Lastly, for this section, I stumbled upon a Gen-Z rewriting of the Harry Potter books. So far, I have only read the first chapter, “The Boy Who Wasn’t Unalived.” I cannot think of a better series of books to butcher and the results are hilarious. Here’s just one early paragraph:
The Dursleys had a future incel of a son named Dudley who they thought was the main character. The Dursleys were mostly thriving, but they also had lowkey tea which didn't pass the vibe check and their greatest fear was to get called out and cancelled. They were girlbossing too close to the sun and didn't think their clout could bounce back if their fam, the Potters, were revealed. Milf Lily Potter was Mrs. Dursley's sis, but Mrs. D had gone ghost; irl (no cap) Mrs. D fronted she didn't have a sis, because Lil and her deadbeat mans were straight up cringe. If the neighbors ever peeped the Potters, it'd be a big yikes. Lowkey the Dursleys knew the Potters had their own crotch goblin, too, but they'd never peeped. This bb was fr a solid reason 2 keep the in-laws yote; they didn't want Dudley mixing with a gross being like that.
📁 From the Archive
In three days’ time, it’ll be this newsletter’s one-year anniversary. After a year, I think I’m gradually getting the hang of this thing. Looking back, it’s interesting to see just how much the format has changed in 18 issues.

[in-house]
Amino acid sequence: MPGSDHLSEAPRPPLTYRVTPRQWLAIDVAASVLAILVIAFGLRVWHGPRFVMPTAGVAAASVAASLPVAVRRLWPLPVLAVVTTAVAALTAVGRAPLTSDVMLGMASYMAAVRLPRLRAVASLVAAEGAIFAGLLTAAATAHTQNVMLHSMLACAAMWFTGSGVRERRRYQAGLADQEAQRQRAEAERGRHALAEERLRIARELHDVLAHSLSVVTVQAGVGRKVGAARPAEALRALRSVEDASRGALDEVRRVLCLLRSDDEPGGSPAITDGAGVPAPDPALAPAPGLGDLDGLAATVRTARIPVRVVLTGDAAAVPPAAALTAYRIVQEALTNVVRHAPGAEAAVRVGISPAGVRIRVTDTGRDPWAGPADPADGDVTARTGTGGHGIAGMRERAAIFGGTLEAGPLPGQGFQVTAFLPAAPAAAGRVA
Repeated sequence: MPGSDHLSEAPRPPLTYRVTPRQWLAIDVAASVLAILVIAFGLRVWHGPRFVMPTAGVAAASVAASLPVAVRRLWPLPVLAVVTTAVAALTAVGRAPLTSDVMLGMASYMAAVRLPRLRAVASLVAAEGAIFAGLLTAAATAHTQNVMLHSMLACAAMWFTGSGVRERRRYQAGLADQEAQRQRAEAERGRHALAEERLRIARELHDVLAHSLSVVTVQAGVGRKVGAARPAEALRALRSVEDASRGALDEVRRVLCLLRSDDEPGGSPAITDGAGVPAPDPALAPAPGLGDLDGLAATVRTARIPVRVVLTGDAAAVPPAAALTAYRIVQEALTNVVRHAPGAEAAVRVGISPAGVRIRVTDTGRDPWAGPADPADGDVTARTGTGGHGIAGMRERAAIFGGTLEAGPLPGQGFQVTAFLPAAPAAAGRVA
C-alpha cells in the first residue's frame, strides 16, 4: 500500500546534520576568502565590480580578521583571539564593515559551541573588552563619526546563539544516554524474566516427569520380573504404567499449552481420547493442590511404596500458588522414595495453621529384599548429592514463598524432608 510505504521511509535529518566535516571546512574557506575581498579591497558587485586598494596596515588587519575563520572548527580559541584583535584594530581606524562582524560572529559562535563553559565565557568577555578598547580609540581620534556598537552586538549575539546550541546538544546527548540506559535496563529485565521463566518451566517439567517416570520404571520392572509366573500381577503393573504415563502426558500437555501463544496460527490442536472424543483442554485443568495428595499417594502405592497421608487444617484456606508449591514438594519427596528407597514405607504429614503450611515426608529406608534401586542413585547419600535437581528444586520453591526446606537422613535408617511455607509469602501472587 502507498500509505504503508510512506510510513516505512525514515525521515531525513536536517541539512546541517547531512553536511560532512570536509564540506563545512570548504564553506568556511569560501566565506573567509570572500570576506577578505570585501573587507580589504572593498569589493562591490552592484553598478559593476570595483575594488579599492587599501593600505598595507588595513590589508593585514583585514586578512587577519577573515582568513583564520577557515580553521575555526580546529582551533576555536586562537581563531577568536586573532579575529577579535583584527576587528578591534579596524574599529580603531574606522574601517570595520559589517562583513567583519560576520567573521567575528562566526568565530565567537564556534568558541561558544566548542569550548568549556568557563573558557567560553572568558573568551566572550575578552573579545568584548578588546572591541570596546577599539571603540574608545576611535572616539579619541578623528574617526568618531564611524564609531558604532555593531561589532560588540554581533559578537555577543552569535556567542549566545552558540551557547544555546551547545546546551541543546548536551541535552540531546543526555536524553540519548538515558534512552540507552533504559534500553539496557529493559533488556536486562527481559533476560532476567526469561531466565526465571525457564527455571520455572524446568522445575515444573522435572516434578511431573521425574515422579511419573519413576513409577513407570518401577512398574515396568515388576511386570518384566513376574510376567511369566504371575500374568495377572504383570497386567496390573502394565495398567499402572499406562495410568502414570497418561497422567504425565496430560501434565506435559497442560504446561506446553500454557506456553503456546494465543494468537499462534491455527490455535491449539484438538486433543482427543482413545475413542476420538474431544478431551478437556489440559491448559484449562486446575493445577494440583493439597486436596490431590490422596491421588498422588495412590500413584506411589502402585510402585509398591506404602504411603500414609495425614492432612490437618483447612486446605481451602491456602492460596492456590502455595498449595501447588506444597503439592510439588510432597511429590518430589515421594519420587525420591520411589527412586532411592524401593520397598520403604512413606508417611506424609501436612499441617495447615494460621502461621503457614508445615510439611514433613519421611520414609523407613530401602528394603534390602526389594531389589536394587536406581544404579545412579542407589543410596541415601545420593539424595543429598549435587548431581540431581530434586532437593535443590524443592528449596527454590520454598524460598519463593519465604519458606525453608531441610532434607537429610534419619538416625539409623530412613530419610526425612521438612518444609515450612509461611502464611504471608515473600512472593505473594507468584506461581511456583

📺 What I’m Watching
As a huge fan of the A Song of Ice and Fire book series and the first four seasons of Game of Thrones, I’ve been pretty excited about this show. Considering how GoT ended, I watched the first episode with a modicum of trepidation. But if the rest of the series can maintain the quality of its opening episode, I’ll be a happy fan.
🐦 Twitter Thought
ian bremmer @ianbremmereurope water levels are so low that sunk nazi warships are popping up in the danube https://t.co/Dmtn9KtGvz
❤️ Something I Love Right Now
I saw this on Twitter. I’m still refusing to download TikTok but Sylvaniandrama is really testing my resolve. These little dramas are incredible, and every single one I’ve watched so far has at least one genuinely laugh-out-loud line that completely takes me off guard.